There’s an aromatic white from Trigone Le Soula ($14 glass/$49 bottle), a grenache cuvee from 2009 and 2010 from another of those curious areas, Côtes Catalanes in the Languedoc-Roussillon. There’s some licorice and the wine is full-bodied enough to stand up to appetizers from chef Jerome Albaric, such as a duck confit croquette (!) and an arugula salad with a pickled poached egg (wow). Oh, you’ve got to try the bacon bread.
Another app—cured sea trout from Alaska with salmon roe cream—was perfect with a very dry 2011 Neri Rosé Luberon made from grenache noir (70 percent) and syrah. The grapes nary had a moment with the skins, rendering it nearly white, but there was plenty of cherry flavor, complexity, and body.
A 2009 Domaine Rolet Arbois Rouge ($13 glass/$45 bottle) from the Jura was sensational with the stuffed chicken with sage sausage and a pan-seared snapper with an aromatic green peppercorn sauce. The wine was light in color with loads of berries and sweet rhubarb.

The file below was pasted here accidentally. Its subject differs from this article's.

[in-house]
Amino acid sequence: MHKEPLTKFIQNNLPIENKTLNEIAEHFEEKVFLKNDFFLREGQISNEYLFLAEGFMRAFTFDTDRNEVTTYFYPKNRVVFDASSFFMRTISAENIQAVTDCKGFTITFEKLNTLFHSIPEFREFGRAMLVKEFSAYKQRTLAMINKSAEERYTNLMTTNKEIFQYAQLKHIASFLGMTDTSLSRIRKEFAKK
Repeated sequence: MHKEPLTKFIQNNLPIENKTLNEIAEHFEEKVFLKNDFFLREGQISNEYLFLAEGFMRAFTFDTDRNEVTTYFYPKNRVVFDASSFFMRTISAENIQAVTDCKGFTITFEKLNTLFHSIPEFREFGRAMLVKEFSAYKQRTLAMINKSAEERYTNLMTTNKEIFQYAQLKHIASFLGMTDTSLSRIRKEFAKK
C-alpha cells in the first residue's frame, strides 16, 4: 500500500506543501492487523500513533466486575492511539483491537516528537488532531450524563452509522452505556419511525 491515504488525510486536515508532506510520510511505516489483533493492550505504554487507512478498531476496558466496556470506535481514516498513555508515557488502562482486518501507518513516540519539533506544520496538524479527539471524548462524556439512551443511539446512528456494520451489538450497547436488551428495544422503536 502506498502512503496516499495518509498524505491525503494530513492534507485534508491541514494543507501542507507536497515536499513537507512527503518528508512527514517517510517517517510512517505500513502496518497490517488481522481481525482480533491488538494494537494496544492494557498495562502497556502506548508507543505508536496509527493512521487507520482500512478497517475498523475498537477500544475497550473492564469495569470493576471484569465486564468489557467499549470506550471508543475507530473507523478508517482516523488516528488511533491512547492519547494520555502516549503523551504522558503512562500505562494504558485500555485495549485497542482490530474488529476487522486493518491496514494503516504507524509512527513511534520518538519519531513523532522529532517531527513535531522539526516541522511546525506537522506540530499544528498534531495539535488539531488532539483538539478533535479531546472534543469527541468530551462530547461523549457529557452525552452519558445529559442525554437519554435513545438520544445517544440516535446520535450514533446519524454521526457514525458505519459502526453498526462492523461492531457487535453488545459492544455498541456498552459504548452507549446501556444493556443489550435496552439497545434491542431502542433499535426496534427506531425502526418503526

Did I mention the bacon bread?
Also on the list is a Château La Lagune, a Grand Cru from Haut-Médoc (a red Bordeaux), which is the most expensive bottle, at $210, and an 1989 Couly-Dutheil la Baronnie Madeleine chinon, the oldest selection. And that lone non-French wine? There are a couple of Les Claypool’s (of the band Primus, who befriended Issaverdens) pinots—a 2010 Claypool Cellars Pachyderm Russian River Rosé ($65) and a 2010 Hurst Vineyard ($90).
If you want to get your Francophile on, head over to Bouche and fill your mouth, your head, and your soul with Guillaume Issaverdens’ wine and food.
WHAT TO LOOK FOR: 2009 Domaine Rolet Arbois Rouge Tradition Jura ($13 glass/$45 bottle)
A blend of 40 percent poulsard, 30 percent trousseau, and 30 percent pinot noir. Poulsard is indigenous to the Jura, which is between Burgundy and the Swiss line. Trousseau, or bastardo as it’s sometimes known, is a red grape that has been gaining some popularity here of late. The wine itself is very light in color, with a hint of caramel, or oxidation, as is often the case with the idiosyncratic wines of Jura. It’s a kicky wine with lots of strawberry and rhubarb flavors and a bit of bitterness in the finish.
Please feel free to email Alan with your comments and your experiences with restaurant wine. He’d love to hear from you.